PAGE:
International Politics

, Volume 50, Issue 2, pp 231–256 | Cite as

The ‘knowledge politics’ of democratic peace theory

  • Inderjeet Parmar
Original Article

Abstract

How do academic ideas influence US foreign policy, under what conditions and with what consequences? This article traces the rise, ‘securitisation’ and political consequences of democratic peace theory (DPT) in the United States by exploring the work of Doyle, Diamond and Fukuyama. Ideas influence US foreign policy under different circumstances, but are most likely to do either during and after crises when the policy environment permits ‘new thinking’, or when these ideas have been developed through state-connected elite knowledge networks, or when they are (or appear paradigmatically congenial to) foreign policymakers’ mindsets, or, finally, when they become institutionally-embedded. The appropriation of DPT by foreign policymakers has categorised the world into antagonistic blocs – democratic/non-democratic zones of peace/turmoil – as the corollary to a renewed American mission to make the world ‘safer’ through ‘democracy’ promotion. The roles of networked organic intellectuals – in universities and think tanks, for instance – were particularly important in elevating DPT from the academy to national security managers.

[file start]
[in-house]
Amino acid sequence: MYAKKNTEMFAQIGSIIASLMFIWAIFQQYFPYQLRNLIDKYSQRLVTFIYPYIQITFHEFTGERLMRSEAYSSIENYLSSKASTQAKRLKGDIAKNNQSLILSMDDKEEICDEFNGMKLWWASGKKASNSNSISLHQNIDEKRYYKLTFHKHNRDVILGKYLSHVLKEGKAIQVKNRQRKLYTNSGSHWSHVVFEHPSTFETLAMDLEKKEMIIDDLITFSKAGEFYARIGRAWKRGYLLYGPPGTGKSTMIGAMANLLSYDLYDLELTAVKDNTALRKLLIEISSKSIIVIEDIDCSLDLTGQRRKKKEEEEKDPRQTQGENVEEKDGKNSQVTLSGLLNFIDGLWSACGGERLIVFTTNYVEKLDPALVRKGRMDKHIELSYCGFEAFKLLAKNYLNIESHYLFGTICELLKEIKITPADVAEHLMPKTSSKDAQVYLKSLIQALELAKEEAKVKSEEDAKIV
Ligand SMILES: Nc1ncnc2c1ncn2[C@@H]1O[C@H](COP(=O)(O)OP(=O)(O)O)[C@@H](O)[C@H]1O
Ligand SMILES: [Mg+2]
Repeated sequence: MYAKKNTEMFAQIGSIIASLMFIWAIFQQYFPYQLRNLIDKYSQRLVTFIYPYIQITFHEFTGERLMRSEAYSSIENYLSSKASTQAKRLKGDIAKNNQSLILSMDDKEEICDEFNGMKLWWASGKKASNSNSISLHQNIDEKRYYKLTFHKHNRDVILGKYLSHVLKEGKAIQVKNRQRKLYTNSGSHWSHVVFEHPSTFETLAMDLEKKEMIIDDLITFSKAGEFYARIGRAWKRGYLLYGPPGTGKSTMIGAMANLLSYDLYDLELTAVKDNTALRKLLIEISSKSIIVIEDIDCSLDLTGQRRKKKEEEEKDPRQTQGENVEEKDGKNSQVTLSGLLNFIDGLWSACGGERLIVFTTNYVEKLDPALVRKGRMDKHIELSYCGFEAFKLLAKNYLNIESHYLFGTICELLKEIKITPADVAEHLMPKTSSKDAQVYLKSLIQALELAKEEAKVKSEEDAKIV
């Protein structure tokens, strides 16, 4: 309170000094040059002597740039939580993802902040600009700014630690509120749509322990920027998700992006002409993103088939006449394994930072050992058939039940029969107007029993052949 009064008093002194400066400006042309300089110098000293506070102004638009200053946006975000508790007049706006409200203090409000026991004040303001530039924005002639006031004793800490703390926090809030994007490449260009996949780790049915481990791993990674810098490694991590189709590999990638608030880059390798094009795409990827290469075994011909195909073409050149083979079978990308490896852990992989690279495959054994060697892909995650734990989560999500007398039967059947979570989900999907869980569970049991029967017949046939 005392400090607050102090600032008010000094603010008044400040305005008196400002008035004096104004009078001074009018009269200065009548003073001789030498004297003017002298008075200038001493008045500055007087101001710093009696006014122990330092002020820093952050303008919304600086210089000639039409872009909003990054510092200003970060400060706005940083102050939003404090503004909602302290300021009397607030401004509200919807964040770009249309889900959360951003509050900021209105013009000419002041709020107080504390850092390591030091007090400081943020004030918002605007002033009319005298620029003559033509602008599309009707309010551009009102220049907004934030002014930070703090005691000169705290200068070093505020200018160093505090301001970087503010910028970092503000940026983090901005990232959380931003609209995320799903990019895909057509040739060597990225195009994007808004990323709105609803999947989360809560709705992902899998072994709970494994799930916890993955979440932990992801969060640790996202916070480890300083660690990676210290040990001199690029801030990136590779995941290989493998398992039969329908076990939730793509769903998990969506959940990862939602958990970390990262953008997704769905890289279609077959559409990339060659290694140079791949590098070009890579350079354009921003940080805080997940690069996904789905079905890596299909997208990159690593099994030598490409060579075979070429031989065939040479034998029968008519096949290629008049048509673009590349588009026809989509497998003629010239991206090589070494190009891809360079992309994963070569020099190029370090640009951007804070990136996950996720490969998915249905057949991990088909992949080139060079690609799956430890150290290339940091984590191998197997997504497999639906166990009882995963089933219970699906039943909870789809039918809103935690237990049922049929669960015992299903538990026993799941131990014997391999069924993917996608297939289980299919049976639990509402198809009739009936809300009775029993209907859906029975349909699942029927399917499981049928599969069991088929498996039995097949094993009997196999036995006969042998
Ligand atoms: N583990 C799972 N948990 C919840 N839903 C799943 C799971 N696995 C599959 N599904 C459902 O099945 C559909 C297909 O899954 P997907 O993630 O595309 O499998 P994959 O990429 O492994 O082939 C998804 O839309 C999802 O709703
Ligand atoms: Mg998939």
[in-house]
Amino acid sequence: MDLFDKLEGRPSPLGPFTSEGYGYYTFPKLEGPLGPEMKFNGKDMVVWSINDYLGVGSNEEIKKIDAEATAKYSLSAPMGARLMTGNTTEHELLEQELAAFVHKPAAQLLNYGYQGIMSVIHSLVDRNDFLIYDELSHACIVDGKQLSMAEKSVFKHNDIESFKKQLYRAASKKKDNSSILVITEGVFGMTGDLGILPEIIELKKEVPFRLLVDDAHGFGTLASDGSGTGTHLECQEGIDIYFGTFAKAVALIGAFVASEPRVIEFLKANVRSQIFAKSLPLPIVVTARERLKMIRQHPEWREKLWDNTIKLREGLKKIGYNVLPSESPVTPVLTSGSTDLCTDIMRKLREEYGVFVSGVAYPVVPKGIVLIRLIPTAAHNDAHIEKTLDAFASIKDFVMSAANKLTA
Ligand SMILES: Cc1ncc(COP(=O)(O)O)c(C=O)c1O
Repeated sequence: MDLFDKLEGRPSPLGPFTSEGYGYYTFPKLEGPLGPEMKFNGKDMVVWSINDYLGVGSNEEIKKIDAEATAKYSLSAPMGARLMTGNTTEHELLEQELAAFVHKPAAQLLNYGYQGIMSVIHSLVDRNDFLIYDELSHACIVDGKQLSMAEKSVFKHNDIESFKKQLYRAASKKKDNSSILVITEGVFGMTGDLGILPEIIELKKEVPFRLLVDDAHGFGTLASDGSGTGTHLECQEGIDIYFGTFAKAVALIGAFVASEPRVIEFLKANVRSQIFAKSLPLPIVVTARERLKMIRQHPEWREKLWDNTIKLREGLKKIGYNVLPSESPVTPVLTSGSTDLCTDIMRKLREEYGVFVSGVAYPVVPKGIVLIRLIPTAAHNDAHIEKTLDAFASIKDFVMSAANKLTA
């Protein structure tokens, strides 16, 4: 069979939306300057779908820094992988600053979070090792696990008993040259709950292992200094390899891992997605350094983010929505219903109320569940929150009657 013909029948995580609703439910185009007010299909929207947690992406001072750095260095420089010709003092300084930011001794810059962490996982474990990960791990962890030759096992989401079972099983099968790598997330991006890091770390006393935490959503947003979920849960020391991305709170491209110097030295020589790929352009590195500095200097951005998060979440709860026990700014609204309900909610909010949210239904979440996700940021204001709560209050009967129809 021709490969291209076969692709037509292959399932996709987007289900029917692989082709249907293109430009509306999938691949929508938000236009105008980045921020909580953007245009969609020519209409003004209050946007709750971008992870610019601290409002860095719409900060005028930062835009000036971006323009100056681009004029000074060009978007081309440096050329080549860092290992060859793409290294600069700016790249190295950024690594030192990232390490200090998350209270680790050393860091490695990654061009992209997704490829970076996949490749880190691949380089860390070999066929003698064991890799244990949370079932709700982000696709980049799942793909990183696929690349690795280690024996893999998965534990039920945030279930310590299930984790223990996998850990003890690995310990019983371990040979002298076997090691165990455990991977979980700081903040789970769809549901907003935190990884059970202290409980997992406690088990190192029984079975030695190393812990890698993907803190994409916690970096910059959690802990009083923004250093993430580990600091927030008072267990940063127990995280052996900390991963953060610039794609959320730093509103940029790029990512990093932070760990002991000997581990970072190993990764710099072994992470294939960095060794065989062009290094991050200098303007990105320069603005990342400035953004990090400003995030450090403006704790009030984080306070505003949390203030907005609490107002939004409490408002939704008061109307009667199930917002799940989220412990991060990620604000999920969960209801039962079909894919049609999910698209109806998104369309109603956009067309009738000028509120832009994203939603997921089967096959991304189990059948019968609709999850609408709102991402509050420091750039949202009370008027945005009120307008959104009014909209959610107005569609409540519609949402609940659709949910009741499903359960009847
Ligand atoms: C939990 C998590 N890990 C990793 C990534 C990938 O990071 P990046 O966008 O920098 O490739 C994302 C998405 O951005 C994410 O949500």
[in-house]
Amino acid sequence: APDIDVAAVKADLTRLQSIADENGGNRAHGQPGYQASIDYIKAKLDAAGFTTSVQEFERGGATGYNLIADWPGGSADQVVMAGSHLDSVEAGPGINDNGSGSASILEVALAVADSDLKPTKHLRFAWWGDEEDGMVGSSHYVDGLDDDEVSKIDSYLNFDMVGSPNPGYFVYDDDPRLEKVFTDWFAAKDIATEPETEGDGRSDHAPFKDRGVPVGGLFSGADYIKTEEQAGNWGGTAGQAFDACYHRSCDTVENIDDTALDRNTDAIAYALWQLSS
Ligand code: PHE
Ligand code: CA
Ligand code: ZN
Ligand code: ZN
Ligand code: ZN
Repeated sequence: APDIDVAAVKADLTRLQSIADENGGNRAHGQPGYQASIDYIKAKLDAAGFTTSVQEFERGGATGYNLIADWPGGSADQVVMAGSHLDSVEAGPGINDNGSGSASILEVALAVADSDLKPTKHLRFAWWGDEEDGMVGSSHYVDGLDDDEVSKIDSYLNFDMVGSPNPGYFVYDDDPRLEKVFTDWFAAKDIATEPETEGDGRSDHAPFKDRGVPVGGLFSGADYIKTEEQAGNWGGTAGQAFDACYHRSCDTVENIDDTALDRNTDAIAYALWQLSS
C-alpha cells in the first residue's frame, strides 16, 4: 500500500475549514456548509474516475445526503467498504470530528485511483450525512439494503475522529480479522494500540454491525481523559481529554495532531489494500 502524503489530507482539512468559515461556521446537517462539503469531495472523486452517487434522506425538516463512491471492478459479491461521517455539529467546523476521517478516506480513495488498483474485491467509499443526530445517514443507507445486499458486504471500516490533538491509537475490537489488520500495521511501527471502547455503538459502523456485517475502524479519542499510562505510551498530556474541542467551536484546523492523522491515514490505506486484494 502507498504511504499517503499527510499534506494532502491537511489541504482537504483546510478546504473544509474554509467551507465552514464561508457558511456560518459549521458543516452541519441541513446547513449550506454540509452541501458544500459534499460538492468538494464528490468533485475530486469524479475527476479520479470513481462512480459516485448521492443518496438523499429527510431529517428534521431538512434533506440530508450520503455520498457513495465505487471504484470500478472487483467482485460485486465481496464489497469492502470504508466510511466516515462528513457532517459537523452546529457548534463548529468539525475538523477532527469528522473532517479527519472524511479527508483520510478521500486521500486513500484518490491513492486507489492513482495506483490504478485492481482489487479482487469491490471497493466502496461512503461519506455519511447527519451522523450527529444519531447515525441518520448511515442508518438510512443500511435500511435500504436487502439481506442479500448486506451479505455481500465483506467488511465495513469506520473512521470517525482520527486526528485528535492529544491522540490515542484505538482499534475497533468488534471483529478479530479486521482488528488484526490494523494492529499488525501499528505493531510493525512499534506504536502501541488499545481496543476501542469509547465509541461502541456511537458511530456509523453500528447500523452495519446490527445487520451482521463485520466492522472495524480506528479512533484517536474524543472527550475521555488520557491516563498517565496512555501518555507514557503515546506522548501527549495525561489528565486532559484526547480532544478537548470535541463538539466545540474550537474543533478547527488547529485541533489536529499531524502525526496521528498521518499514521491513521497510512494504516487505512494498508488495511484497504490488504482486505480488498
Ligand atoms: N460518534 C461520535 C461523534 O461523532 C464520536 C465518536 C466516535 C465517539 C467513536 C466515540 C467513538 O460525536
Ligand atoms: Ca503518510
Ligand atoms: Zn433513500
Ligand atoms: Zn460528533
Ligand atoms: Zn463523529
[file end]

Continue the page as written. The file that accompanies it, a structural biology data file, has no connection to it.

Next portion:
Keywords

knowledge politics networks democratic peace democracy promotion elites American foundations 

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Copyright information

© Palgrave Macmillan, a division of Macmillan Publishers Ltd 2013

Authors and Affiliations

  • Inderjeet Parmar
    • 1
  1. 1.Department of International PoliticsCity University LondonLondonUK

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